Aslett shows how cluttering your life with stuff really gets in the way of enjoying life. He points out the burden that results from excessive ownership -- pointing out the fallacy of acquiring inexpensive (or "free") things that cost us much more in the long run, the problems created by owning several of the same item (when one would suffice), for saving things for the future.
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158 of 166 people found the following review helpful By A Customer on September 25, 1998
Format: Paperback
Don Aslett doesn't know me, but he has influenced my life perhaps more than anyone. When I first started out in life, I was carefree, happy, and serene. I slept at night. Over the years, I found myself with a lot more things, but a lot less happiness. I tried "looking within", but it was all the stuff "without" that was making me depressed. Then someone gave me a copy of this book and I realized that I didn't need to suffer anymore. Although my home was clean, it was cluttered, as was my schedule, my life, my whole existence. During a big move, with Don Aslett's encouragement, I sold or gave away almost everything except those few precious things that really mattered to me. In my new (all white) house, I brought in only the bare necesseties and only objects that I felt I couldn't live without. My home looks beautiful now - light and airy. I dejunked my schedule and some not-so-good acquaintances and learned to say NO!. Since I had no junk to take care of, I had time to get a couple of degrees, learn to play the piano, and really have fun with my man and our child. I have read every one of Don's books - he has an incredible sense of humor and love for life. Don, you are the saint of orderliness and peacefulness. God bless you - and thanks for giving me my life back. Dr. D.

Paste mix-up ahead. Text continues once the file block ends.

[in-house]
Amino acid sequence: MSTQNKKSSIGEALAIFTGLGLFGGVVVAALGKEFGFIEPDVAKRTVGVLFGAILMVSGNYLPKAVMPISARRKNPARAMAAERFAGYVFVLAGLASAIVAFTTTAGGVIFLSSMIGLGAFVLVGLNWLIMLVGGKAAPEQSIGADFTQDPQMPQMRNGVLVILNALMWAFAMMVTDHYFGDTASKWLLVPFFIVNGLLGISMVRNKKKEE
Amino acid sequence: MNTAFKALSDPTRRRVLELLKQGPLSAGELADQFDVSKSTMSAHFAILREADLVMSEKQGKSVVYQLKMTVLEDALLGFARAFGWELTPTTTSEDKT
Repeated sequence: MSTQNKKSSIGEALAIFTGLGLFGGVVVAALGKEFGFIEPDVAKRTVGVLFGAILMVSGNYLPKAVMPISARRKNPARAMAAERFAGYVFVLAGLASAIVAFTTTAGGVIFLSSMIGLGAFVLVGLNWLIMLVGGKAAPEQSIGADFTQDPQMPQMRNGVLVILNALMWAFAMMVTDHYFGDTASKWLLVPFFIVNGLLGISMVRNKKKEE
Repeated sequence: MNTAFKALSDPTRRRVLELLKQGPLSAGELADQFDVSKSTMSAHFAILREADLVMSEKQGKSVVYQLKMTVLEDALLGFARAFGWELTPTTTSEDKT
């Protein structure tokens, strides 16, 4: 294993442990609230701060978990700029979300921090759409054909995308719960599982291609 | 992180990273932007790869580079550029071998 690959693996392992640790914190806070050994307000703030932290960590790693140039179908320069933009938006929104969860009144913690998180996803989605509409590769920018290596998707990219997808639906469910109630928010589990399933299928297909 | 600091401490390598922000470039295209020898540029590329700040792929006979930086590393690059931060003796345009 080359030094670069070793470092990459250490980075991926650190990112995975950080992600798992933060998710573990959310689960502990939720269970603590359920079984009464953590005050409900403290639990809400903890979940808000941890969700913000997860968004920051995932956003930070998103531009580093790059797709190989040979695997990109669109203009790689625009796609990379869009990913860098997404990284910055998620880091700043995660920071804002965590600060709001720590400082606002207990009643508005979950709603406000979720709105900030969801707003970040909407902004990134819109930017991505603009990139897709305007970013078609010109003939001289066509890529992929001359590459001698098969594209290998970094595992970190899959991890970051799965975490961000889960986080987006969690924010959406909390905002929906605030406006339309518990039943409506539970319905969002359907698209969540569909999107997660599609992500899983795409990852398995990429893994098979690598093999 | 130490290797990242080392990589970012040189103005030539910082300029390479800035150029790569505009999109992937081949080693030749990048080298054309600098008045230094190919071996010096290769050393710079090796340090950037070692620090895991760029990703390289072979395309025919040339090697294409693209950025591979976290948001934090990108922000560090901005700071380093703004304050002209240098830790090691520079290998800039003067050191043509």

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79 of 81 people found the following review helpful By J. Guild TOP 1000 REVIEWER on December 29, 2005
Format: Paperback
I first came across this book in the mid 80's.It is the best book on the subject of de-cluttering your life that I've ever seen.It was first published in 1984,and has been on bookstore shelves ever since.Just look at the reviews here;they go back for years.

Don Aslett has been billed as America's Cleaning Expert for at least 25 years.He started in the building cleaning business while in university,and by the time he graduated he was employing many to work for him and even had a fleet of trucks.He is so proud of his profession that he travels around the country carrying a briefcase that looks like a toilet.

In this book, he gives you the benefit of all his years in the business.You quickly learn that the biggest element in cleaning is dealing with clutter.

He is so good of taking the ordinary things that clutter up our life and sap our strength,and writing about it in such a humorous way ,that you'll have tears coming from your eyes from laughter.